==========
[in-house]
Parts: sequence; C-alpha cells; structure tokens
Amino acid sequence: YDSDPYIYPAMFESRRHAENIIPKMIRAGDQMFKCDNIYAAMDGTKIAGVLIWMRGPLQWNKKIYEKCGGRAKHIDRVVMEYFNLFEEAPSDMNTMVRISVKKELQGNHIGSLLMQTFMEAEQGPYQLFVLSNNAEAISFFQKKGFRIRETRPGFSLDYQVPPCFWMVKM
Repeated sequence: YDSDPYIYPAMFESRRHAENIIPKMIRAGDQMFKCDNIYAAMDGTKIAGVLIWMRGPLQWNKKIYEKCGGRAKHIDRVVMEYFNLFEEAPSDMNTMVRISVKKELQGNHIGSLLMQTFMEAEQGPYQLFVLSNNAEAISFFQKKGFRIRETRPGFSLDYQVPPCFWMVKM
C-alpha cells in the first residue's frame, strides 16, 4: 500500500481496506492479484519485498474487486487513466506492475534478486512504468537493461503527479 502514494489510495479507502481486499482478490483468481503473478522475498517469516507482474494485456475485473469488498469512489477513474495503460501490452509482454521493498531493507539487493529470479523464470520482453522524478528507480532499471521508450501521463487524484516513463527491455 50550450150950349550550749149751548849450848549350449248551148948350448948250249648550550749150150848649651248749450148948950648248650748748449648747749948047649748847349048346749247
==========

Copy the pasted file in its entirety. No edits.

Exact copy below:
[in-house]
Parts: sequence; C-alpha cells; structure tokens
Amino acid sequence: YDSDPYIYPAMFESRRHAENIIPKMIRAGDQMFKCDNIYAAMDGTKIAGVLIWMRGPLQWNKKIYEKCGGRAKHIDRVVMEYFNLFEEAPSDMNTMVRISVKKELQGNHIGSLLMQTFMEAEQGPYQLFVLSNNAEAISFFQKKGFRIRETRPGFSLDYQVPPCFWMVKM
Repeated sequence: YDSDPYIYPAMFESRRHAENIIPKMIRAGDQMFKCDNIYAAMDGTKIAGVLIWMRGPLQWNKKIYEKCGGRAKHIDRVVMEYFNLFEEAPSDMNTMVRISVKKELQGNHIGSLLMQTFMEAEQGPYQLFVLSNNAEAISFFQKKGFRIRETRPGFSLDYQVPPCFWMVKM
C-alpha cells in the first residue's frame, strides 16, 4: 500500500481496506492479484519485498474487486487513466506492475534478486512504468537493461503527479 502514494489510495479507502481486499482478490483468481503473478522475498517469516507482474494485456475485473469488498469512489477513474495503460501490452509482454521493498531493507539487493529470479523464470520482453522524478528507480532499471521508450501521463487524484516513463527491455 50550450150950349550550749149751548849450848549350449248551148948350448948250249648550550749150150848649651248749450148948950648248650748748449648747749948047649748847349048346749247